“GRADAR” to solve the mysteries of Invisible Universe?

GRADAR gravitational waves in the universe


[Researchers have found that the invisible universe could be mapped using gravitational wave “radar”. Gravitational waves were originally discovered in 2015. They are moving ripples in the very fabric of space and time. Could be used to hunt for big objects in space, otherwise impossible to find, like clumps of dark matter or lone neutron stars on the other side of the observable universe.]

  • According to researchers in an article accepted to Physical Review Letters, a potential future device “GRADAR” (gravitational wave radar) could use gravitational wave reflections to map the invisible universe.
  • With these signals, scientists may be able to find dark matter or dim, exotic stars and learn about their deep insides.
  • Gravity waves, which were originally discovered in 2015, are moving ripples in the very fabric of space and time. Astronomers use gravitational waves to observe dramatic events like the merger of two black holes, really difficult to observe with just light. However, physicists are also aware of gravitational waves’ seemingly pointless ability to shift direction.
  • They determined the strength of the signal that would result from waves scattering within a star itself using Einstein’s theory as a guide.
  • This could allow scientists to hunt for big objects in space, otherwise impossible to find, like clumps of dark matter or lone neutron stars on the other side of the observable universe.
  • Additionally, scientists could use this discovery to trace the interior of stars and create a more detailed map of the universe.

Scientists have always assumed that the later gravitational wave signals, often known as “gravitational glints,” should be too faint to be noticed. But Cleveland, Ohio’s Case Western Reserve University physicists Craig Copi and Glenn Starkman made a leap, courtesy Einstein and his theory of gravity. Source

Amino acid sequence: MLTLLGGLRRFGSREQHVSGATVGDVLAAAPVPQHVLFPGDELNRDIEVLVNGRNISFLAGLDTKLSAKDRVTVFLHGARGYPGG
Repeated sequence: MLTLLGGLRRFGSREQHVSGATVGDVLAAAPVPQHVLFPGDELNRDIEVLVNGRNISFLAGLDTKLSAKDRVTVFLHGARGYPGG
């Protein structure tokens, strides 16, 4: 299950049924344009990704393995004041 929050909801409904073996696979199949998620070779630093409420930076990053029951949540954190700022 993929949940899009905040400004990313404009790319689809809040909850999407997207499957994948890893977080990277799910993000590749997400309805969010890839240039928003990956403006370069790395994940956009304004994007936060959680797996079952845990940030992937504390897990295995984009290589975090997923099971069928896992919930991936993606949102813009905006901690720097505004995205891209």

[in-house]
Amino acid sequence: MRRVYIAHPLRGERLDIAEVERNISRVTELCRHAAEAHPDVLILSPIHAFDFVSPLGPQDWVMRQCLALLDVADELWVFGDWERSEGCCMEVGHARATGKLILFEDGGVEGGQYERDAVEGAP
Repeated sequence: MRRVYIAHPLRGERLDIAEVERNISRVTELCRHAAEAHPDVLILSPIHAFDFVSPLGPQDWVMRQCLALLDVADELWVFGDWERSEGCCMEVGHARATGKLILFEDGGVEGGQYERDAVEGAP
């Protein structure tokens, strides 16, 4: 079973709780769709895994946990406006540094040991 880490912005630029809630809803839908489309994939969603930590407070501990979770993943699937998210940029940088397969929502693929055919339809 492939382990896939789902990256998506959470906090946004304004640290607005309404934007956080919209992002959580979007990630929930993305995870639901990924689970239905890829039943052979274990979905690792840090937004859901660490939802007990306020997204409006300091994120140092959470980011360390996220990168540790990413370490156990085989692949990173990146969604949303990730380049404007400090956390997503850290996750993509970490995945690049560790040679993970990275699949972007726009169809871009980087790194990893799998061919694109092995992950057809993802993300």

What is the Universe made up of?

Simply put, the Universe is made up of less than 5 percent of the known Universe. And more than 95 percent is the Unknown, or invisible Universe. The main parts of the Universe are:

Dark energy – makes up 68 per cent of the Universe, and we can’t see it. It could be a kind of repulsive gravity that drives galaxies apart, or something unknown.

Dark matter – makes up 27 per cent of the Universe, but we can’t see it. Scientists believe that dark matter is made up of weakly interacting massive particles (WIMPs) that pass through normal matter without a trace.

Baryonic matter – this is normal, visible stuff. It’s mostly in stars and galaxies but also here on Earth as everything from trees to people. Baryonic matter only makes up 5 per cent of the Universe.

Now, the Universe is mostly made up of dark energy and dark matter. What is it, where did it come from, and how did it all get here?

The main idea is that there is a mysterious form of energy, called dark energy. It makes up 68% of the Universe. It applies pressure to space itself so that galaxies are slowly moving apart, and not pulling each other closer. This means that the Universe has been expanding since its very creation.

To try and explain this, some scientists believe there is a form of matter that they call dark matter. But they can’t see it or know what it really is – even though it’s made up of normal matter .

The other piece in the puzzle for understanding the Universe is quantum mechanics. Quantum mechanics explains about a “hundred percent” of what happens on the Earth, the Universe, and even bigger scale.

The Implications of this Finding

If these scientists find dark matter, they will have a better understanding of how the Universe began. It’s since we don’t know what dark matter is.

It was just hypothesized in the 1930s by two physicists named Fritz Zwicky and Jan Oort that there were large things moving around in space, But they couldn’t see them – they were dark. They thought that the stars were passing through stuff that wasn’t yet understood by scientists.

However, if confirmed by experiments and observations, these gravitational wave findings will be a difference-making help to astrophysicists.

Before it could be used, scientists will need to better comprehend it, which will undoubtedly be challenging.

“It’s a very hard calculation,” Copi says.

But at the end of the day, we have overcame similar challenges a lot of times before. Take the whole story of gravitational wave detection, or even the Large Hadron Collider. There was a time when it was also considered as something that would never happen.

If this research is confirmed and verified, it will be an important step on the journey to a more complete understanding of the Universe. Hopefully, with future work and experiments, we can improve our knowledge of the invisible Universe.

  • June 23, 2022
Universe & Existence